The land upon which the Keiro skilled nursing home facility sits is valued between $12 million and $13 million, said the second former board member.
Repeated requests for comment to Transforming Age were not answered as of press time.
A poisonous atmosphere?
The ongoing friction between former board members and Takeuchi and the current board members and officers who support her seems emblematic of the poisonous and anguished atmosphere on the Keiro board over the past half year.
Still another former board member said that Takeuchi made threats during board meetings that board members would be subject to lawsuits, without naming specific names. This board member described an atmosphere of “constant disrespect and lack of trust” between different board members and staff.
“I noticed there was a lot of stalling going on, and misinformation being spread, as well as failure to disclose information,” said this former board member, also speaking off the record for fear of legal reprisal.
“I didn’t know who to trust and initiatives were getting delayed and stalled, and any time new information came out, it was undercut. This raised questions about who was benefiting and why, and at least one board member was wondering if there were still negotiations going on with Transforming Age.”
Still, this same board member, decrying the secrecy and lack of transparency that pervaded board activities, said it seemed the organization was being handled as if it were a for-profit corporation, rather than a nonprofit.
Takeuchi worked in corporate America for over 10 years before coming to Keiro. In multiple email exchanges with Northwest Asian Weekly, she has consistently stressed that disclosure of information relating to ongoing negotiations may jeopardize those negotiations and harm the interests of Keiro and its stakeholders.
Assuming that it was a single source speaking to Northwest Asian Weekly, Takeuchi wrote that the sharing of information relating to internal board decisions was disturbing and contributed to the spread of misinformation.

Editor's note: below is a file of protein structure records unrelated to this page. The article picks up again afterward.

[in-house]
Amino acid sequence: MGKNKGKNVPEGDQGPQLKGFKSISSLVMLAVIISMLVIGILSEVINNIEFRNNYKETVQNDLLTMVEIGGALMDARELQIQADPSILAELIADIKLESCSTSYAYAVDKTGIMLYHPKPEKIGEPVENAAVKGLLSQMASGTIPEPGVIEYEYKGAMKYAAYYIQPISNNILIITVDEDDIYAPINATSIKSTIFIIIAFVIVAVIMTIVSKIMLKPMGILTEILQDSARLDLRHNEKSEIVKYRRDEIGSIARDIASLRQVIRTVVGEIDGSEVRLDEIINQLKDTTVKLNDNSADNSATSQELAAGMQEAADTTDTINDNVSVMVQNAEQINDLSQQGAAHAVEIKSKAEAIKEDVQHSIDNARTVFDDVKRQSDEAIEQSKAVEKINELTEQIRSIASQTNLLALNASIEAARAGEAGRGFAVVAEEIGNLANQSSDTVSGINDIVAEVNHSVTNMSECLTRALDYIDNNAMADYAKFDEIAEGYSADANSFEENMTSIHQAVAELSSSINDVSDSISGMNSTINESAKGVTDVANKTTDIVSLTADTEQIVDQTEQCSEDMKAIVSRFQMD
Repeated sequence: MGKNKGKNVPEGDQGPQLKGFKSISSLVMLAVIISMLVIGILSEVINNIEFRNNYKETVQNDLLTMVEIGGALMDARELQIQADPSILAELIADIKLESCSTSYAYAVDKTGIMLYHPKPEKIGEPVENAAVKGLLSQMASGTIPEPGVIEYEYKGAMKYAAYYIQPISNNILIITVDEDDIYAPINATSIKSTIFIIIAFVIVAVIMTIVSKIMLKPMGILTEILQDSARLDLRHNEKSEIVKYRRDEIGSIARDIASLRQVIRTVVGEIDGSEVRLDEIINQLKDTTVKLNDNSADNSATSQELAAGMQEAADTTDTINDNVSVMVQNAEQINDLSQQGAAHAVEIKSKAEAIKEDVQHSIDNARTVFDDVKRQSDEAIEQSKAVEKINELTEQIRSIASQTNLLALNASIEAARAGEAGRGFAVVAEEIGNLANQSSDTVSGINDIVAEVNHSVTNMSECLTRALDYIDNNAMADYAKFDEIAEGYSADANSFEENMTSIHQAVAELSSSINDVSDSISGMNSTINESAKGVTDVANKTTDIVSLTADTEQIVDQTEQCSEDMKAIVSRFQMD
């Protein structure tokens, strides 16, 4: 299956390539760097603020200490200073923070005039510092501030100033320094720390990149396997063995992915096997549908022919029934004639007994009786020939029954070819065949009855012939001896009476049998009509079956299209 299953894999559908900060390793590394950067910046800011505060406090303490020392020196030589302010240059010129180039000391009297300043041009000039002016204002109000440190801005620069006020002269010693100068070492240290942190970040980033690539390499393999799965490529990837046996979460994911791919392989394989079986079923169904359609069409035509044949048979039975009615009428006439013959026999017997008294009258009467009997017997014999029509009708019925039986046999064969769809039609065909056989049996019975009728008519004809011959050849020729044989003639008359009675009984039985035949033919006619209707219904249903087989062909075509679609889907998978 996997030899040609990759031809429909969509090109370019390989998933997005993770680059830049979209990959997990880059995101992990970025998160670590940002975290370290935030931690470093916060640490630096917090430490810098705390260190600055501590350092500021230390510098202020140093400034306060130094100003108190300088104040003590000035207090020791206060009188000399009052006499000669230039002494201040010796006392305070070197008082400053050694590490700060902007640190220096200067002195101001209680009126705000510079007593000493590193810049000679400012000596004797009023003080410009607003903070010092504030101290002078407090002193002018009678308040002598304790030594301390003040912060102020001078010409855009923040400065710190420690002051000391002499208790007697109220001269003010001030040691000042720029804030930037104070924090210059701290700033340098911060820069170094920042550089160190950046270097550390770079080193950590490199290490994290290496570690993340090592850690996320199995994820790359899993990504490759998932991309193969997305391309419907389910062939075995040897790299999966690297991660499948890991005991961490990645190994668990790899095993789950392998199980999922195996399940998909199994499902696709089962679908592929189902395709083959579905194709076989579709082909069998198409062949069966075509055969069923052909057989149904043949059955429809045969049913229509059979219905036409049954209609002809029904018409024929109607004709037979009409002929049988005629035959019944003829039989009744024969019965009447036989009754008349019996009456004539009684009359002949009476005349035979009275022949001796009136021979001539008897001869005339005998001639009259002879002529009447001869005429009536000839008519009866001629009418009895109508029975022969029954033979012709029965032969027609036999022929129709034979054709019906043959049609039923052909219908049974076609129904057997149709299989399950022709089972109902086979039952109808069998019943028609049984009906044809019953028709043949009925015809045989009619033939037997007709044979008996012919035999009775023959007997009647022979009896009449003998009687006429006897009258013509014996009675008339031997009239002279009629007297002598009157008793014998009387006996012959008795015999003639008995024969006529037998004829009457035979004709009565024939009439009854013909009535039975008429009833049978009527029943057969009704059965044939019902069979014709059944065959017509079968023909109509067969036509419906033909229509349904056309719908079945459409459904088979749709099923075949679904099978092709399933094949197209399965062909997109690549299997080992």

“We are disturbed and saddened by your source’s eagerness to share confidential information, intended only for members of Keiro’s Board of Directors, with the media, and by the spread of conspiracy theories that have no connection to the reality of the difficult transition Keiro is currently undergoing,” she wrote.
Critics contend, however, that the board has been evasive even before Moriguchi was voted out as chair over such issues as Takeuchi’s salary.
John Okamoto, the son of one of the founders of Keiro, shared a June 7 email with the Northwest Asian Weekly, which asked Moriguchi for a copy of Keiro Northwest’s 2018 990 report. The 990 report, which he expected to be filed with the IRS on May 15, as of press time was still unavailable on the IRS website.
Okamoto was responding to a series of answers provided by the Keiro Konnector, a community newsletter, issued one week earlier in which those interested in finding the salaries of employees were directed to the IRS website.
“The answer forces the reader to chase the information of top salaries, even though it says it is publicly available elsewhere. If it is public, why not put it out?” wrote Okamoto to the board.
The first former board member, reluctant to name a specific number, said that a compensation committee had initially recommended giving Takeuchi a salary increase to a little under $600,000 with a retainer of over $100,000 should she stay until closure.
In the end, this former board member said the board voted to grant her a salary of $400,000 with a retainer of $100,000.